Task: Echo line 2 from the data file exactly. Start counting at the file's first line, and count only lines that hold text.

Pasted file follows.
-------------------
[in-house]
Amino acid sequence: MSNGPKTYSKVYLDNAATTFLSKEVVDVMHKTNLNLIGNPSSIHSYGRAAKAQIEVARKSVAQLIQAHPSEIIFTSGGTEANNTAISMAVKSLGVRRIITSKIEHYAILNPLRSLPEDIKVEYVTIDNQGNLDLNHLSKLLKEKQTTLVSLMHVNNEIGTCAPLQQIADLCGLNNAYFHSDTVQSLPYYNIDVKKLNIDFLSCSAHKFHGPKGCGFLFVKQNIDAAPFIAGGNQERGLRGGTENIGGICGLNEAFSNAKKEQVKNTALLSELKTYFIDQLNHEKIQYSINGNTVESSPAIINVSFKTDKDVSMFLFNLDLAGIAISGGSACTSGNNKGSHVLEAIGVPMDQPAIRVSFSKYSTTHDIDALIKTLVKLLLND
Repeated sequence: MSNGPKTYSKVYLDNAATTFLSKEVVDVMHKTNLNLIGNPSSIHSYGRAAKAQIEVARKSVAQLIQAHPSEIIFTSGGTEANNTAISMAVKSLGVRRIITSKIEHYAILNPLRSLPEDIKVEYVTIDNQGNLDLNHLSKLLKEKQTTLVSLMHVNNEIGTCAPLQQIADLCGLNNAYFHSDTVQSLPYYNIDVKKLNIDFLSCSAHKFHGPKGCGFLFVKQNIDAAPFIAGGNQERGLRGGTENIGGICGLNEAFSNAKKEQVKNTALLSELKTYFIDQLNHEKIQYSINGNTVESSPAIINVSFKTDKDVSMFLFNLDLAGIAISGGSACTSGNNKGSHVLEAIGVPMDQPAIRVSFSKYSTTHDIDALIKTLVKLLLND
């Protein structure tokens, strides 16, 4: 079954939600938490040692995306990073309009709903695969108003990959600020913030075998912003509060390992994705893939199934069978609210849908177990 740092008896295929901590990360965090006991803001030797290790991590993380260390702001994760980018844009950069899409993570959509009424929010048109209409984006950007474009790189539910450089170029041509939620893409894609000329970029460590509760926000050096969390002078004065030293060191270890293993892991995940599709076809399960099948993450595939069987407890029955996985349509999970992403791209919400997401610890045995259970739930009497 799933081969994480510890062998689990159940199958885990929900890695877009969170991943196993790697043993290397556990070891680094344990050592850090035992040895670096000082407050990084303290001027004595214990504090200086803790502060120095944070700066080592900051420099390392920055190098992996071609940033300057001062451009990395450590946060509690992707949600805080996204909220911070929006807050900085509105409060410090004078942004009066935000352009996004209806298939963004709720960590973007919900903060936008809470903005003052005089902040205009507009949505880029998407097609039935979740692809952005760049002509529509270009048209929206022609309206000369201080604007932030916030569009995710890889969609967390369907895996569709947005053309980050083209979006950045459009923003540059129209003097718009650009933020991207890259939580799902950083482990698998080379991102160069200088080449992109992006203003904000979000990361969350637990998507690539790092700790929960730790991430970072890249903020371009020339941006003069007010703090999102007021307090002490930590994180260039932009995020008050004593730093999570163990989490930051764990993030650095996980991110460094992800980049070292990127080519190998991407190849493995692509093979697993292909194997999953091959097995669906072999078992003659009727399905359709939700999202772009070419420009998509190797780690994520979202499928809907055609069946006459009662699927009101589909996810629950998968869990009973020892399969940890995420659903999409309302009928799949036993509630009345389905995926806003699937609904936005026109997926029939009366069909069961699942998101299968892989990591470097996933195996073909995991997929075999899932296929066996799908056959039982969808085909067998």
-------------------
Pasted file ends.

Amino acid sequence: MSNGPKTYSKVYLDNAATTFLSKEVVDVMHKTNLNLIGNPSSIHSYGRAAKAQIEVARKSVAQLIQAHPSEIIFTSGGTEANNTAISMAVKSLGVRRIITSKIEHYAILNPLRSLPEDIKVEYVTIDNQGNLDLNHLSKLLKEKQTTLVSLMHVNNEIGTCAPLQQIADLCGLNNAYFHSDTVQSLPYYNIDVKKLNIDFLSCSAHKFHGPKGCGFLFVKQNIDAAPFIAGGNQERGLRGGTENIGGICGLNEAFSNAKKEQVKNTALLSELKTYFIDQLNHEKIQYSINGNTVESSPAIINVSFKTDKDVSMFLFNLDLAGIAISGGSACTSGNNKGSHVLEAIGVPMDQPAIRVSFSKYSTTHDIDALIKTLVKLLLND